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On a wet, grey day in Grinnell, Iowa, the rain beats a rhythm on the metal roof of a packing shed at Grinnell Heritage Farm. Crew member Whitney Brewer picks big bunches of kale out of a washing tank, lets them drip on a drying table and then packs them into cardboard boxes.  

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Change is coming to the poultry industry, but not everyone is happy about it.

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TV shows like “CSI” have made forensics a hot topic, spawning books and even science programs for kids. The same technology used at crime scenes to link a stray hair to a suspect can also find antibiotics or other medications in milk and meat. And the use of sophisticated testing is becoming increasingly available for livestock producers, who stand to lose lots of money if their products are tainted.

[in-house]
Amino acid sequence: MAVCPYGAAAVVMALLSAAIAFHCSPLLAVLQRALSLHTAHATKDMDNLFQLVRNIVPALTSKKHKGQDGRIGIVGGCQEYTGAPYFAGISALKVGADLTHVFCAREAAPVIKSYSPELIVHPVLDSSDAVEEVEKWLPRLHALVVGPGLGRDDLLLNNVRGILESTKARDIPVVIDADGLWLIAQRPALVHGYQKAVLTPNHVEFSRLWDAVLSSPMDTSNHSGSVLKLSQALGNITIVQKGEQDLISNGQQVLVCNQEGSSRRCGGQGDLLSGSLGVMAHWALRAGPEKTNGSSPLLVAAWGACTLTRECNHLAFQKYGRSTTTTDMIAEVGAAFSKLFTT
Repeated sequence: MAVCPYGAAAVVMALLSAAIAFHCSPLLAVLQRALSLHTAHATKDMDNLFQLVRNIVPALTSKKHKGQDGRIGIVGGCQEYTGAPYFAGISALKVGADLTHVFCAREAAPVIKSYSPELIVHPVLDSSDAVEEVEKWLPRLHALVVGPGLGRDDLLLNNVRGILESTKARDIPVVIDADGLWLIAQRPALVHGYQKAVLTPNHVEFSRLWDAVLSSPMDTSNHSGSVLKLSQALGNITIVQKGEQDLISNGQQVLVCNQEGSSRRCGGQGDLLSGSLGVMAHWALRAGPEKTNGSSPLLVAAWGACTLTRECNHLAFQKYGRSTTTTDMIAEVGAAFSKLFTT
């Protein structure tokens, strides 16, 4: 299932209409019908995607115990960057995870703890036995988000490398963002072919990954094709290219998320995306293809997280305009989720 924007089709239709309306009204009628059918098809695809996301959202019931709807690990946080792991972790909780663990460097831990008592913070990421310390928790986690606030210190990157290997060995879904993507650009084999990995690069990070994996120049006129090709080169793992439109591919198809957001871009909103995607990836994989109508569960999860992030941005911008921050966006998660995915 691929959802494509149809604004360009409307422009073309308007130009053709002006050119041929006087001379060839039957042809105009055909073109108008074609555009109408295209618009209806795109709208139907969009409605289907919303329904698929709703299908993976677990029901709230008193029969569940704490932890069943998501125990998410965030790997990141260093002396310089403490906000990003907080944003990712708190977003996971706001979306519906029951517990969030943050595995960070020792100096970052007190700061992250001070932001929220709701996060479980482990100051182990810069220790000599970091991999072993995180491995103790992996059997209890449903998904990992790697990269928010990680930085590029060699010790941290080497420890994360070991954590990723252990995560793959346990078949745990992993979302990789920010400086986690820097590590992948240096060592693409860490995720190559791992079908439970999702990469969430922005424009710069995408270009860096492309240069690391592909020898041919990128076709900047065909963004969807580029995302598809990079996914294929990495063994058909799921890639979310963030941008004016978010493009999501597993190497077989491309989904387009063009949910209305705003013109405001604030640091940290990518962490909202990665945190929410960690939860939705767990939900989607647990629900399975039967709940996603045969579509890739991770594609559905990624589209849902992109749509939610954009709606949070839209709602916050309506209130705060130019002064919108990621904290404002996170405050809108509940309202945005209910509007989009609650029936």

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In his home in Forest City, Iowa, Riley Lewis has the original warranty deed for his farm, signed by President James Buchanan and issued to one Elias Gilbert, a soldier who served in the War of 1812.

“He moved here, northeast of Forest City, and lived there for one year,” Lewis said, which was the obligation veterans had if they homesteaded. “And then he sold it to Robert Clark, who was the founder of Forest City.”

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A fast spreading, crop destroying weed may be coming to the farms near you.